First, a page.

Sweden usually ranks high in indexes measuring good governance, democracy, and freedom of the press (see for instance Transparency International or Freedom House), and have through turbulence still retained its top placements.
According to Reputation Institute’s annual ranking of countries, CountryRepTrack, Sweden climbed from third place in 2017 to first place in 2018, just ahead of Finland, which claimed the runner-up position. Third place was awarded to Switzerland, with Norway coming forth. The CountryRepTrack is based on fifty-eight thousand respondents from the G8 countries. The respondents were asked to rank the fifty-five richest countries (by GDP) and were asked questions on their perceptions of business climates, governance, climate policies and the countries’ international appeal.
Two world leading economies made the top ten; Canada as number seven followed by Japan as number eight. However, being a big fish seems not to be enough. According to Forbes, Sweden ranks high because of its work on climate change, progressive social and economic policy, liberal attitude to the HBTQ+ community, gender equality and generous immigration policy.
The United States ranks as the thirty-fourth most reputable country and is credited with excellent technological advancement and branding of companies. However, the United States is perceived to suffer from inefficient governance, and from being an unsafe country with low ”ethics” according to Reputation Institute, which also states that intangibles, i.e., reputation and perception of ethics and culture are becoming more important than conventional factors such as GDP.
Sweden is no doubt a ”goodie two shoes”. Ninety-nine percent of the country’s waste is recycled, fifty-two percent of the energy production comes from renewable sources and according to Forbes, Sweden has almost become synonymous with tolerance and hospitality.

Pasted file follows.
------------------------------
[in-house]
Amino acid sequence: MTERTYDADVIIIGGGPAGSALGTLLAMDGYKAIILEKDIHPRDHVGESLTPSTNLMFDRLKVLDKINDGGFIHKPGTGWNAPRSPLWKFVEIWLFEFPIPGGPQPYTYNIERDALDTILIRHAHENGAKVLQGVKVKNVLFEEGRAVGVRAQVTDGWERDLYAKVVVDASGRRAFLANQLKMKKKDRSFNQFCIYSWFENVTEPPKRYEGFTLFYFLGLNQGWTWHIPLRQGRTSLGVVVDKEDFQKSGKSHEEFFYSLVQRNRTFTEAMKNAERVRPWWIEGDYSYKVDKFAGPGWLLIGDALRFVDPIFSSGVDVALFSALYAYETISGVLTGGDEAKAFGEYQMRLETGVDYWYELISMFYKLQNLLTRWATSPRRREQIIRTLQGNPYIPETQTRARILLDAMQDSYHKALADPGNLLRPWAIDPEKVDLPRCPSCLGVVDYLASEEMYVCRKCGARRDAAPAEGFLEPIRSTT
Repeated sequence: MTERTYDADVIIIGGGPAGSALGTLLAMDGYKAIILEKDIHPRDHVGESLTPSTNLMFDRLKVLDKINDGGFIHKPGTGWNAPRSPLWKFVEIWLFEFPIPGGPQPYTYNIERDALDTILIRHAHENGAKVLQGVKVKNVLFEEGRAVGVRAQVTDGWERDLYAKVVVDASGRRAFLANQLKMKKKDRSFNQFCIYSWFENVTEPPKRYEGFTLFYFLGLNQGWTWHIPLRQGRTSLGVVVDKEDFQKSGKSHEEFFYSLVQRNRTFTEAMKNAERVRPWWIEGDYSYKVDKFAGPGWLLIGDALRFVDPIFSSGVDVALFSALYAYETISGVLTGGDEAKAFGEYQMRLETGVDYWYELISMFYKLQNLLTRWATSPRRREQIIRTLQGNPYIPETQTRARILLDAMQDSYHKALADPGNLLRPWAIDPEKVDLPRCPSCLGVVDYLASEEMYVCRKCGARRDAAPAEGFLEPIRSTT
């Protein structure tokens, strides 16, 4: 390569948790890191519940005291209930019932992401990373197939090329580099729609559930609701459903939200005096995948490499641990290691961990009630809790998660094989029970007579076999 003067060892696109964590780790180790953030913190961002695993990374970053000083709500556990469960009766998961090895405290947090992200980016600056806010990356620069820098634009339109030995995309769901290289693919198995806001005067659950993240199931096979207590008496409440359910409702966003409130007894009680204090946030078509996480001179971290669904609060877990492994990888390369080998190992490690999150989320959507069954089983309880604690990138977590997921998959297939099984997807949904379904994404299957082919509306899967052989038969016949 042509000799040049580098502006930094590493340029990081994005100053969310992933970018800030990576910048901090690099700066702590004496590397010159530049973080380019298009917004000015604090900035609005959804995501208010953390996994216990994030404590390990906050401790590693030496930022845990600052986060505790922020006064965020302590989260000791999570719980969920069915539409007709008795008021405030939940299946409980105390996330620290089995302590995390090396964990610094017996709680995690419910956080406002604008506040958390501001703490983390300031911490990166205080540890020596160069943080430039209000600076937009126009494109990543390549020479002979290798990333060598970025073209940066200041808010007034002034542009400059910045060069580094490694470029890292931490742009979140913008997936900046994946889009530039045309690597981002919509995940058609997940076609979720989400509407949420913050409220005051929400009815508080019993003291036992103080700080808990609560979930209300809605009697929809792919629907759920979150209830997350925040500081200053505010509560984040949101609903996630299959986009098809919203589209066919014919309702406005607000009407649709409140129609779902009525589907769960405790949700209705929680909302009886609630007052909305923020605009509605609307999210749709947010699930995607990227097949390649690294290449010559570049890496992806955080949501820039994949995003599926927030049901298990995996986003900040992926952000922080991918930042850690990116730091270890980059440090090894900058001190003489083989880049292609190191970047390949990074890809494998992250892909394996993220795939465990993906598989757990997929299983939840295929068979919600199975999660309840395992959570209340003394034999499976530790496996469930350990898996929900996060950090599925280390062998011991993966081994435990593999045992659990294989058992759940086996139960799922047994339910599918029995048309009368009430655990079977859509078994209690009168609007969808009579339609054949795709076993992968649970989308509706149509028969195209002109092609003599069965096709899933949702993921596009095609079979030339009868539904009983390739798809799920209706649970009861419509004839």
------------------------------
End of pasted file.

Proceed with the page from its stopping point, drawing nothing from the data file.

”The fact that Sweden has admitted the most refugees per capita is one of the components that have contributed most to our good reputation,” says Henrik Selin at the Swedish Institute to Svenska Dagbladet. ”Sweden is perceived as the world’s most ethical country, free from corruption and with progressive policies. We are not only perceived as virtuous but also as an altruistic country with the will to contribute to the betterment of the world” he continues. He also says that these rankings are of great importance to Sweden and other high ranking small economies, since they contribute to attracting international capital and investment, sparking political cooperation and appealing to tourists. ”That Sweden is the most reputable country is something to be proud of,” Selin says.
The Prime Minister Stefan Löven said in a statement ”I am convinced that this result stems from the fact that our social model creates not only growth but also freedom, equality, and security /…/ More and more people understand that inequality is a major obstacle to economic development in the world.”
Rebecca was also the Board Secretary for the Society of International Affairs and a part of the board of the Swedish Red Cross Youth Organisation. She has previously written for a foreign policy magazine, Utblick.
Currently, she is finance and accounting manager for the Swedish-American Chamber of Commerce and Editor for Swedes in the States.
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